Hello. In college I was underweight 5'6" and 115. After I started birth control pills and then got married -I gained a few pounds. Then some more. Finally last year I was at 165 my largest. I started walking, running and tracking calories. I lost 15 and was down to 150 pounds. That is where I stopped. Then this winter I naturally started to gain a few back. But as soon as the weather got better-I got back on running, diet.
So for 8 weeks now, I am running/walking 12 miles a week, 1400-1800 calories a day. I have gained a pound every week the last 6 weeks. I also have a physically demanding job that I walk a lot at and on my feet that I don't count into the 12 miles but I wore a pedometer for a while and averaged 2-6 miles a day there. I am at a loss of to why I am gaining. I am also experiencing bloating and constipation so I am making a dr.s appt soon. I do have Ovarian cancer in my family so I am a little worried.
The opinions expressed in WebMD User-generated content areas like communities, reviews, ratings, or blogs are solely those of the User, who may or may not have medical or scientific training. These opinions do not represent the opinions of WebMD. User-generated content areas are not reviewed by a WebMD physician or any member of the WebMD editorial staff for accuracy, balance, objectivity, or any other reason except for compliance with our Terms and Conditions. Some of these opinions may contain information about treatments or uses of drug products that have not been approved by the U.S. Food and Drug Administration. WebMD does not endorse any specific product, service, or treatment.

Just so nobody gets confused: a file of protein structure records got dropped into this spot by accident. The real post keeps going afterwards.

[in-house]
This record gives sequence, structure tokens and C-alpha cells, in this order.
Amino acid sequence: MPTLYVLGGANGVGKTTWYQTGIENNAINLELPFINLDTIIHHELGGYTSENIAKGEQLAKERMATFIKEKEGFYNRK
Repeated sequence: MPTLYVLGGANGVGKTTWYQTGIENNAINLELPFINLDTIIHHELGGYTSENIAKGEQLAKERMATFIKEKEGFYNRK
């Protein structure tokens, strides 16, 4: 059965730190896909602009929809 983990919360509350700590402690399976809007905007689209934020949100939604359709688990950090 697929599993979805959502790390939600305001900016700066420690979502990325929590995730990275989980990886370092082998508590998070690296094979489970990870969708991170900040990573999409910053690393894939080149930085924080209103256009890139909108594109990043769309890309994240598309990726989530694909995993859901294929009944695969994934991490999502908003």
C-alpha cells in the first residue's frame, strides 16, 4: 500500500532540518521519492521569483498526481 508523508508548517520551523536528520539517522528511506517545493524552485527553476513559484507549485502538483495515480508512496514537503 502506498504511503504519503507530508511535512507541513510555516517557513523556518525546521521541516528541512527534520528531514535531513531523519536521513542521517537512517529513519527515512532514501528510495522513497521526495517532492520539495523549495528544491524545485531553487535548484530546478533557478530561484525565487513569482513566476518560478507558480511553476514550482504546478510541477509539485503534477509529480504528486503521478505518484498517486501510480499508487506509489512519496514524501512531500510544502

Do not consider WebMD User-generated content as medical advice. Never delay or disregard seeking professional medical advice from your doctor or other qualified healthcare provider because of something you have read on WebMD. You should always speak with your doctor before you start, stop, or change any prescribed part of your care plan or treatment. WebMD understands that reading individual, real-life experiences can be a helpful resource, but it is never a substitute for professional medical advice, diagnosis, or treatment from a qualified health care provider. If you think you may have a medical emergency, call your doctor or dial 911 immediately.